What hinders euro adoption?
The recent strong appreciation of the crown against the euro has resulted in growing internal pressure on the Czech government to set an early target date for euro adoption. After having to revise plans to join the Euro-zone in 2010, the Finance Ministry has spoken of the year 2012 as a soft-target date. However during a televised debate on Sunday the PM said the country must now look beyond 2012 to a time when it had successfully implemented heath and pension reforms. With neighbouring Slovakia looking set to join the euro-zone in 2009 it seems Czechs have gone seriously wrong somewhere. But is the country really lagging so far behind other euro contenders? Economic analyst Tomas Sedlacek says that it is not the economy that’s hindering adoption of the Euro – it is a lack of political will.
“The economy - from a technical point of view - is ready to adopt the euro today. We have been quire good - compared to our peers - in complying with the Maastricht criteria. So the economy is quite ready. It is willingness that we lack and the government should be quite open in presenting it in this way - to say the economy is ready to join the euro but we do not want it. In the ongoing debate whether it will be more favourable for the Czech economy to grow with the euro or to grow outside of the euro-zone it is my firm belief that the Czech Republic will be able to catch up with the euro-zone faster if we adopt the euro rather than staying outside of the euro-zone and being open to all kinds of monetary fluctuations and being hindered on our export and also repelling foreign investors who will more likely chose a country that has euro such as Slovakia or perhaps even Poland who is targeting euro-adoption in 2012-2013.”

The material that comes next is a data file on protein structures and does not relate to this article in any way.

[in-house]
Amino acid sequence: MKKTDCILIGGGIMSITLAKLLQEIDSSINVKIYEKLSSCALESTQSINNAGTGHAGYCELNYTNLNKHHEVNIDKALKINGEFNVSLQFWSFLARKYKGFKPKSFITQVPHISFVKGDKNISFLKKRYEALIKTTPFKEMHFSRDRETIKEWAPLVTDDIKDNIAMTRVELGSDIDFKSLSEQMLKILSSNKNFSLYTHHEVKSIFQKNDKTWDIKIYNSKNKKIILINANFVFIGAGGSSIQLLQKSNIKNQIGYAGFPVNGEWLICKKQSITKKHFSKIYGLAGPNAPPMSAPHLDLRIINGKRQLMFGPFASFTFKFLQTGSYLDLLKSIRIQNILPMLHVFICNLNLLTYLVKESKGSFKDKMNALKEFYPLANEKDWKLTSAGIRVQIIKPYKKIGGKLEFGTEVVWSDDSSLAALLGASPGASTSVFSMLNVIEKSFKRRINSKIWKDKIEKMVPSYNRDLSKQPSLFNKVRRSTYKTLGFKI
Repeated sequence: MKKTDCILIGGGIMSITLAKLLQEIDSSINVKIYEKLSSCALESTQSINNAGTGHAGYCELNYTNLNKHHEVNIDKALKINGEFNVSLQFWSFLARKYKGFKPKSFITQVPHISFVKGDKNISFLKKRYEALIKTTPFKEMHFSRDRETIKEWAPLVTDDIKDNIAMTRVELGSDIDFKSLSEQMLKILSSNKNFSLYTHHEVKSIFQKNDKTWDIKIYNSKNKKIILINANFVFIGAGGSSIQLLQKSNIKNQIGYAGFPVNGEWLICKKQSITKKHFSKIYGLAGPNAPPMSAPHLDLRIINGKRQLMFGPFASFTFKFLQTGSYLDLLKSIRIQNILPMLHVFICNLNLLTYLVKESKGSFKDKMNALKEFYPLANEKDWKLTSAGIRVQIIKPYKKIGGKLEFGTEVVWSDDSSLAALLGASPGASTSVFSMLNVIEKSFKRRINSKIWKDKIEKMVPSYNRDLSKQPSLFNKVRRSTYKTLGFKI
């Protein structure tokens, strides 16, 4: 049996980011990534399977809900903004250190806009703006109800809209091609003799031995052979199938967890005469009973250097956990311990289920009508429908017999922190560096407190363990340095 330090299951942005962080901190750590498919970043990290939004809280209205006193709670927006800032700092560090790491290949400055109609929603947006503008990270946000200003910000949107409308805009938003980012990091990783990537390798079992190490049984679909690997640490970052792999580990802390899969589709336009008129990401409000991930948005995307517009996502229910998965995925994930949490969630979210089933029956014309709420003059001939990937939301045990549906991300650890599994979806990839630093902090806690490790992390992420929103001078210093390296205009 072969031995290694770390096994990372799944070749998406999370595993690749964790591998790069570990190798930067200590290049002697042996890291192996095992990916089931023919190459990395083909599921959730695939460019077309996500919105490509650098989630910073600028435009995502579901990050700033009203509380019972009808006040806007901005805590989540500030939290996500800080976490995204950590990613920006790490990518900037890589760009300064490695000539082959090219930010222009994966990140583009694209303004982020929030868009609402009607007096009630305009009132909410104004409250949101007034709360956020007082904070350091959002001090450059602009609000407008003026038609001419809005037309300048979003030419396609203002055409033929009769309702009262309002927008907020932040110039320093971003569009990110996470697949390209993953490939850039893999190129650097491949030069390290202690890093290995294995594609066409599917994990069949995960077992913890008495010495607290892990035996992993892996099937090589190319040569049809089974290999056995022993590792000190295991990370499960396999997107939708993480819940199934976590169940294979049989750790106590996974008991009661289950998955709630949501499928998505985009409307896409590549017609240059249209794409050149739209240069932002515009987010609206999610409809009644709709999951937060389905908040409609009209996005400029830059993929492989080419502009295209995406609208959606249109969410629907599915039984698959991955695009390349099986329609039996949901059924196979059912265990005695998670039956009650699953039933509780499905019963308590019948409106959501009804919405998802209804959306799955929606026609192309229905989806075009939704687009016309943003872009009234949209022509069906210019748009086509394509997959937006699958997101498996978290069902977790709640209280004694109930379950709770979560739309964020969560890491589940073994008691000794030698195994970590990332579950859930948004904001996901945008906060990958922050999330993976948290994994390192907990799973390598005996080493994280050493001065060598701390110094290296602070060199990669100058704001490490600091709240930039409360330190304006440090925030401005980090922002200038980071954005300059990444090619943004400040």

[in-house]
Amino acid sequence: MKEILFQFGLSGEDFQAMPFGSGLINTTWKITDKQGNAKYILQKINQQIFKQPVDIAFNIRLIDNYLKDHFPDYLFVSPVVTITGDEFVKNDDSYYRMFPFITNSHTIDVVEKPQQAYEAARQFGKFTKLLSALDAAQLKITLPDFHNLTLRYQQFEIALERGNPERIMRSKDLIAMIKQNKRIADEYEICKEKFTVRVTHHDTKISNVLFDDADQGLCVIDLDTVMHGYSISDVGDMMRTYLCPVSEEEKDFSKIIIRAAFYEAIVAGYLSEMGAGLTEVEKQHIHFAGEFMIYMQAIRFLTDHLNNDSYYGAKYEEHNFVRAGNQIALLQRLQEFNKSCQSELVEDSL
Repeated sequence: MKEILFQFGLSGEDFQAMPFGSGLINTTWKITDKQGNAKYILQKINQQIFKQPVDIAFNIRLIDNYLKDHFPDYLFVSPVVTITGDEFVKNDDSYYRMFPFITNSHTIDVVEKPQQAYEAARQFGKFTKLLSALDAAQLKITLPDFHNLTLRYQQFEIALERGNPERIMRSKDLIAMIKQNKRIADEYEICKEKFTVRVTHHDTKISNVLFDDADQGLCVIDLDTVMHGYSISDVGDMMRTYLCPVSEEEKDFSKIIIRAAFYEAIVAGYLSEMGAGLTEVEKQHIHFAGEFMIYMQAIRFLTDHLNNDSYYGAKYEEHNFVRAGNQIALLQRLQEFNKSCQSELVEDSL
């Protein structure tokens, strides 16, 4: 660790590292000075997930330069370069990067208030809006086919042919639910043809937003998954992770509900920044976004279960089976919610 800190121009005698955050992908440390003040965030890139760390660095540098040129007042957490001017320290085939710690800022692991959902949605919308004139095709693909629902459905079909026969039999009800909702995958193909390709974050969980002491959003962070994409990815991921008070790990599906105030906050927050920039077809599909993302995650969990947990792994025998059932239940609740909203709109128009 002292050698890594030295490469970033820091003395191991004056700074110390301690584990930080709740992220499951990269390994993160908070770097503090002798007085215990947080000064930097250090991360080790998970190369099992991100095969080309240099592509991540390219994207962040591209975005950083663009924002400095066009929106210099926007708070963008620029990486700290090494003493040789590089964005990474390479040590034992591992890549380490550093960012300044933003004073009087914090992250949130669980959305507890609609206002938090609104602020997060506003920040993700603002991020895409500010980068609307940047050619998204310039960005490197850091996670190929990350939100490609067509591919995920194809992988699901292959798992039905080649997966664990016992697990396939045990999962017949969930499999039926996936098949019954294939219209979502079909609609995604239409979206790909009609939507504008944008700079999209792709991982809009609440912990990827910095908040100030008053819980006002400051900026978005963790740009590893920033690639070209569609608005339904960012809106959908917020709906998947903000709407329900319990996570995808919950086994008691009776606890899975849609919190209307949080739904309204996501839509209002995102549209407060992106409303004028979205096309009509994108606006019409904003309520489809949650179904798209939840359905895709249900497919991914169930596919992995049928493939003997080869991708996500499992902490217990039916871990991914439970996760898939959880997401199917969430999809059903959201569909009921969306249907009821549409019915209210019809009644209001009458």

So why is the government unwilling to make a commitment?
“This attitude has a long tradition in the Civic Democratic Party and is also the legacy of President Klaus who has always been very sceptical and critical with respect to the euro. I am sure that many people will recall that a couple of years back the president prophesied a very short life for the euro as a currency. Now we know that it is a strong currency, a currency that is being more talked about in terms of a positive outlook than the dollar. So now these fears are no longer in place. However the heritage of very strong criticism of not only the euro but the whole EU from our leading right-wing party has been quite substantial.”
The prime minister’s main argument was that the country was not ready because it had not yet implemented the necessary health and pension reforms. Is that a valid argument?
An independent group of economic experts – including yourself – have issued a statement saying that 2013 is a realistic target date for adoption of the euro. Are you now saying it could happen even sooner?
“From an economic point of view it could happen much sooner. It depends on the will of the government of course. Together with my colleagues we have drawn an economic and political compromise suggesting that the year 2013 may be something that the government should aim for if it does not want to commit to 2012.”